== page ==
Thanks for reading and hopefully you have learned a little something about how dogs learn.

Phoenix Dog Training are the best dog trainers we have found in the Phoenix/Scottsdale area. Their Dog Behaviorist has personally helped us with our dogs as we had a tough case. Our dogs are doing great and we would never go to anyone else to train our dogs. The people, service and knowledge of training dogs is the best we have seen by far! I would recommend them to all my friends and family! Thank you!– Greg and Jody Fossen


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Phoenix Dog Training History of Dog Training

PHOENIX DOG TRAINING | A BRIEF HISTORY OF DOG TRAINING

PHOENIX DOG TRAINING

Phoenix Dog Training and Phoenix Dog Trainers Providing Dog Obedience Training Phoenix Az and Phoenix Puppy Training

A Brief History of Dog Training: What You Need To Know

HISTORY OF DOG TRAINING; This article will be about dog training. Specifically, it will be a brief history of dog training.  Dogs have lived and worked with humans for as long as history can recall, providing us with companionship, security and assistance. The idea of training a dog is not new; in fact, dogs have been helping us to hunt, track, guard and herd livestock, as well as assist the disabled for centuries. However, even in our modern world, humans still cannot agree on which methods or theories are best to train a dog to behave as a pet. Most of the disagreements on how to train a dog come from the two major camps of dog training methods: Force Extremists and Positive Reinforcement Extremists.

The Rise of Negative-Enforcement Only Training in The History of DogTraining

As far as the history of dog training goes, During the Great Depression, dog training began to grow in national popularity. At this time, food was scarce for humans, much less dogs, so trainers did not use edible treats to reward a dog for good behavior. Instead, good behaviors were rewarded with praise and undesirable behaviors were corrected with a small punishment, such as a quick jerk on a choke chain. This would condition the dog to avoid performing behaviors that cause pain.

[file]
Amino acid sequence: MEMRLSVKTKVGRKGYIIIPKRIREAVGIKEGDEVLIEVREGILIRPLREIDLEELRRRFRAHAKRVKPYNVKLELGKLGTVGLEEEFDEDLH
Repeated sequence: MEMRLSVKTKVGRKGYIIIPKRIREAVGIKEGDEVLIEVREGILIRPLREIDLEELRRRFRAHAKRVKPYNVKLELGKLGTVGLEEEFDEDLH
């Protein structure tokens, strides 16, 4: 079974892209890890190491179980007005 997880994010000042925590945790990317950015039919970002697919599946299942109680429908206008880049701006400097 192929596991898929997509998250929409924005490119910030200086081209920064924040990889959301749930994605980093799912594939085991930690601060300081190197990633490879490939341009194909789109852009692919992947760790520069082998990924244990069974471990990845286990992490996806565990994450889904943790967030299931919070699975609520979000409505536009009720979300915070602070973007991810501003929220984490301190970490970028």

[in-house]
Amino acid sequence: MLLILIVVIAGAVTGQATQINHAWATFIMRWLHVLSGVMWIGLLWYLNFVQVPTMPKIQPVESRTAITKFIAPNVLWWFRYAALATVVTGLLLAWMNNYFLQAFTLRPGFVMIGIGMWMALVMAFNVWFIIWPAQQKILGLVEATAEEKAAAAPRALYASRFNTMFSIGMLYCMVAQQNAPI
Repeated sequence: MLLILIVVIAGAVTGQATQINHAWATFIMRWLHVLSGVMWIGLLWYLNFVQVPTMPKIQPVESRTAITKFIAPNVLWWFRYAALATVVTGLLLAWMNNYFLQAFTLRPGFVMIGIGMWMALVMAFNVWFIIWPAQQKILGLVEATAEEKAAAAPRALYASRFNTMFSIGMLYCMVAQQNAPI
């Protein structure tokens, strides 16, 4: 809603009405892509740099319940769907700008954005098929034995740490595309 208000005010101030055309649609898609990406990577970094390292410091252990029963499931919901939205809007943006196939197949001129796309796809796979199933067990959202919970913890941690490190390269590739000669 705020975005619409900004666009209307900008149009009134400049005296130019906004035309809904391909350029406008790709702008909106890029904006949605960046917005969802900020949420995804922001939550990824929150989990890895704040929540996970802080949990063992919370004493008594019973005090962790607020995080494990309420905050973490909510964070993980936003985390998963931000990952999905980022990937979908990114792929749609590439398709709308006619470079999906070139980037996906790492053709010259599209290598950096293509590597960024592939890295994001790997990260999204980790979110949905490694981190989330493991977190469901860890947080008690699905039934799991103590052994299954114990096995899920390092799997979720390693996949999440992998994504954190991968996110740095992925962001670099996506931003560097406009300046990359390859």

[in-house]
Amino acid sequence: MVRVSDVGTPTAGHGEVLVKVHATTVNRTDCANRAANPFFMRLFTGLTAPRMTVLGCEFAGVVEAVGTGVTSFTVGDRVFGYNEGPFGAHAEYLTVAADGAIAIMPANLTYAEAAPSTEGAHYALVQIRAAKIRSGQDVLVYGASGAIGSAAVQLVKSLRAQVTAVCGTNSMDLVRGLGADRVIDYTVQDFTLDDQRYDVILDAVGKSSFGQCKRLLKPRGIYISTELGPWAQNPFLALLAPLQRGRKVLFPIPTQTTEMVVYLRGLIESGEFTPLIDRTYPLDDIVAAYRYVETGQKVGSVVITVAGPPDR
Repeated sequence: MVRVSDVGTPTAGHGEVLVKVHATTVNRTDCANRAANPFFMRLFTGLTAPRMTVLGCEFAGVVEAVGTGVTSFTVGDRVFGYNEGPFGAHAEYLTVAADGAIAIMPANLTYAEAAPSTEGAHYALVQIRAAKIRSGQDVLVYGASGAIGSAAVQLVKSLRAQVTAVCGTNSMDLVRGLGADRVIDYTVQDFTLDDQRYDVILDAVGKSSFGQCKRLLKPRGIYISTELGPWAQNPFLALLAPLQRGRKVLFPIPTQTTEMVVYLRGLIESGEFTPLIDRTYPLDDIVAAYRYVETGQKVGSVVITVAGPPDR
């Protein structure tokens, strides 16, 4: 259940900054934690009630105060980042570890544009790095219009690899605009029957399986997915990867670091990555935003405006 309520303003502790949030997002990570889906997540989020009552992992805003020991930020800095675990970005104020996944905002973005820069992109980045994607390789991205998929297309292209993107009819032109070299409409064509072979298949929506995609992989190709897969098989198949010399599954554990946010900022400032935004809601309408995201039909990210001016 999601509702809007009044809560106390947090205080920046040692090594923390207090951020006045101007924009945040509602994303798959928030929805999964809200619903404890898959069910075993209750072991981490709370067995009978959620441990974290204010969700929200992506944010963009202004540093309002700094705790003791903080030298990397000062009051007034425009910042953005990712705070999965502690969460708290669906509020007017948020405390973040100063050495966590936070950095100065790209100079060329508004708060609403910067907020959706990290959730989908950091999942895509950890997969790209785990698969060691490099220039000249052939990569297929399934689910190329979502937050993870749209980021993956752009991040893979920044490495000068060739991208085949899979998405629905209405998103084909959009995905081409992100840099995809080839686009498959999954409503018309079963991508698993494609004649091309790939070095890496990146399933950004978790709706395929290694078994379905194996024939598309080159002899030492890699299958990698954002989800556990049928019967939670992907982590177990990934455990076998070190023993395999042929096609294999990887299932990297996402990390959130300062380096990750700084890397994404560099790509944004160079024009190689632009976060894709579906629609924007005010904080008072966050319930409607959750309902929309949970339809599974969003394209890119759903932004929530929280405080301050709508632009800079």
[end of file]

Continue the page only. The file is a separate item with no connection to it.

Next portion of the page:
Phoenix Dog Training The History of Dog Training William Koehler

One  cannot talk about the history of dog training without mentioning William Kohler. The most popular pioneer in this dog training method was William Koehler, author of the best-selling dog obedience book The Koehler Method of Dog Training from 1962 – 1982. Koehler believed that training was a battle of wills and that it was harmful to dogs to allow them to go without correction for bad behaviors. While Koehler was a great trainer (you may have seen some of his four-legged students in Disney’s The Incredible Journey) he did not fully accept animal behavior theories. He assumed that dogs would understand why they were being punished and learn from it, as a rational person might. Anyone who has trained a dog knows that a dog does not learn behavior in the same way a human might, though they most certainly take cues from well-behaved owners.

Koehler’s influence  and his status in the history of dog training, remains very evident in some of the popular training methods of today, especially those that insist that dogs have a pack mentality and are always involved in a conspiracy to take dominance from the humans. Here is an example of how this mentality is way of misunderstanding a dog: if your dog pulls you along on walks and you never take the time to teach him to walk with you, it is not the dog’s fault for being dominant. He likely has a desire to see and smell the world around him and does not understand that he must walk along with you
rather than do as he pleases. This is not because he thinks he controls you, but by not setting rules and boundaries for the way your dog interacts with the world while on a leash, you effectively teach him that it is okay to pull you along. You do end up following him when he pulls you, so he is assured that you will be there with him while he does whatever he wants. What the dog really needs is to be trained to walk nicely because it is expected of him and in his best interests, and he will not learn that on his own.